Caster Semenya ran his first public race in eight months and broke the national record for the 300 meters in a low level competition at a South African university before proclaiming: “I am here to stay”.
The Olympic 800-meter champion said Friday night’s race at the University of Johannesburg, which also included high school students, was her season opener.
“Athletics, you will always see my face,” Semenya said after winning the 300 race in 36.78 seconds. “That’s all I can say for now.”
This isn’t the first time Semenya has guaranteed a comeback.
The Olympics are only five months away and Semenya is unlikely to be able to defend her title in the 800 meters. But maybe she has another plan.
Semenya is currently banned from participating in her favorite event at major competitions, and at any distance from 400 meters to one mile, unless she abides by World Athletics rules that require her to medically reduce her natural testosterone levels. to participate in women’s competitions.
The regulation was designed for female athletes with differences in sexual development like Semenya and has been severely criticized.
Semenya, who turned 29 last month, has twice appealed against the settlement. She lost her first appeal at the highest court in sports. His second legal challenge to the Swiss Supreme Court is still under review. His chances of winning this second call are considered slim.
Semenya has repeatedly refused to adhere to testosterone regulations and his decision to open the Olympic year with a 300-meter run could be significant.
The rules do not apply to races under 400 meters and Semenya could compete in the 200 meters at the Olympics without having to reduce her hormone level.
Semenya did not indicate if this was her intention when she said her track career was not over. The South African has rarely run the 200 meters and her personal best is 24.26 seconds. Semenya is expected to improve that by nearly two seconds to reach the qualifying standard of 22.80 seconds for the Tokyo Olympics.
She has tried distances longer than the mile in the past with limited success.
Semenya’s last appearance on the track was in June of last year when she won an 800-meter race at the Prefontaine Classic in the United States. Athletics’ new testosterone regulations then came into effect and prevented her from running the 800, a distance where she had become completely dominant. Semenya is a two-time Olympic champion and three-time world champion over two rounds and has won 31 consecutive races. She was unable to defend her title at the world championships last year because of the rule.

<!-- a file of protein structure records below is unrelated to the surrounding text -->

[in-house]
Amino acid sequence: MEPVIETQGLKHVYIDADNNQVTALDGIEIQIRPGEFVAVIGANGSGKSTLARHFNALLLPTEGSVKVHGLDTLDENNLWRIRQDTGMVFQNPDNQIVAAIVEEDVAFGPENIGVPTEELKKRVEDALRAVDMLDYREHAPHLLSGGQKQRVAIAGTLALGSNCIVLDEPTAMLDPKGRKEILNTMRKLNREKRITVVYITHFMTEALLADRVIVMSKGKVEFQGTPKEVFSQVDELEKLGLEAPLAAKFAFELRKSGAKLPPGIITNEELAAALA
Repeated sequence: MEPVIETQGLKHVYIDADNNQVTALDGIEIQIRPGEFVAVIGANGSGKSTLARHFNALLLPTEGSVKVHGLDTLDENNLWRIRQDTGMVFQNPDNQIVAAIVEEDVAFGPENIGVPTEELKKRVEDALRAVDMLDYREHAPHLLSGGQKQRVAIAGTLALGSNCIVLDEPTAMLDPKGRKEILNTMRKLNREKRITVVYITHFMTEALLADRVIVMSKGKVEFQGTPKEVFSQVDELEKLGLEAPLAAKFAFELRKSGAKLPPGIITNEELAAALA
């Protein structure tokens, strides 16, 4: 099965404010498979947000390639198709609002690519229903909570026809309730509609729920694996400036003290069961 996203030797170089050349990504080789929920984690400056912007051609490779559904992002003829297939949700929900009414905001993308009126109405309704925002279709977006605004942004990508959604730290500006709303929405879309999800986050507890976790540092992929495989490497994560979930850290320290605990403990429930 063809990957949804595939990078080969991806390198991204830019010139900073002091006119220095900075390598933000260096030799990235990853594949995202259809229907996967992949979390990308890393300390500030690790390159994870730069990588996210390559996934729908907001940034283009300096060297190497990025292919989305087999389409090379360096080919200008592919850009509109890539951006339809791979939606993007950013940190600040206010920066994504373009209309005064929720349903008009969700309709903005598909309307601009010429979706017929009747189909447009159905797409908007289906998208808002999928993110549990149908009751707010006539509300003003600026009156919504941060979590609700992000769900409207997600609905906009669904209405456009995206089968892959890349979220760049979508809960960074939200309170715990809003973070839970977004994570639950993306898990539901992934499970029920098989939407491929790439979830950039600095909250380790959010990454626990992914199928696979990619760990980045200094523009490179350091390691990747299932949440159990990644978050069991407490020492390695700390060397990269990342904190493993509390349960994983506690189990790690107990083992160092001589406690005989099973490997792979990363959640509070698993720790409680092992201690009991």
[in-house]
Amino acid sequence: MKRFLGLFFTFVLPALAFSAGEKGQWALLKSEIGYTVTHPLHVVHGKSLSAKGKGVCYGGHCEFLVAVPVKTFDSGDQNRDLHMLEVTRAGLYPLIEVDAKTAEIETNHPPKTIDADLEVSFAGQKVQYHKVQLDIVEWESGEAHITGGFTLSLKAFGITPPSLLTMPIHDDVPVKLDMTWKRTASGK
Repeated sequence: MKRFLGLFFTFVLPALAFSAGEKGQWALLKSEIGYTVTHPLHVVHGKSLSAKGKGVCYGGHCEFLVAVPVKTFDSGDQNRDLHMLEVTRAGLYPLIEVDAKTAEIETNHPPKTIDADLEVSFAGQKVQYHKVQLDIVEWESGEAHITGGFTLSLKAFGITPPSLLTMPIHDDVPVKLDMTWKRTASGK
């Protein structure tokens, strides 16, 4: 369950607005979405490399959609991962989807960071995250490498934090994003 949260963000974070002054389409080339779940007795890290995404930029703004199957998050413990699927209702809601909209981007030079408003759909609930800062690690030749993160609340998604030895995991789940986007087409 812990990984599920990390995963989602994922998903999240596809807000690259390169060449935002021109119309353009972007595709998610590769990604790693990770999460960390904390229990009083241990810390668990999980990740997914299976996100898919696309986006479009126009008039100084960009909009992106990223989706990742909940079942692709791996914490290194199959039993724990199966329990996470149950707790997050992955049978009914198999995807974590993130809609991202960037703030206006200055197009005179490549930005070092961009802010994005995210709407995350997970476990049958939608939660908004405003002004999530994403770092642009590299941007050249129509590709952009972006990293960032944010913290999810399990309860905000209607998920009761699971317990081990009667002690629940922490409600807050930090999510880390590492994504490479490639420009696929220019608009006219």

The South African has become one of track and field’s best-known athletes since winning the world title in 2009 at the age of 18. world athletics body.
Semenya is the most prominent but not the only elite female athlete with a difference in sexual development. Court documents indicate that she was born with the typical male XY chromosome pattern, but also female traits. She has been legally identified as a woman her entire life, but World Athletics considers her “biologically masculine,” a description she angrily opposed in what has become an uphill battle.
Semenya’s story has presented athletics, and perhaps the sport in general, with one of its most difficult and controversial puzzles and the debate has raged for over a decade. In essence, World Athletics claims that her high testosterone level gives her an unfair athletic advantage over other female runners. Semenya says it is a natural genetic gift.
In the midst of the battle with the trail authorities, Semenya has occasionally given puzzling messages regarding his future.
Last year she joined a soccer team in Johannesburg and announced that she would play for them in the 2020 season. It seemed to suggest that she was ready to give up athletics, but she denied it, claiming that she could be a soccer player and a runner.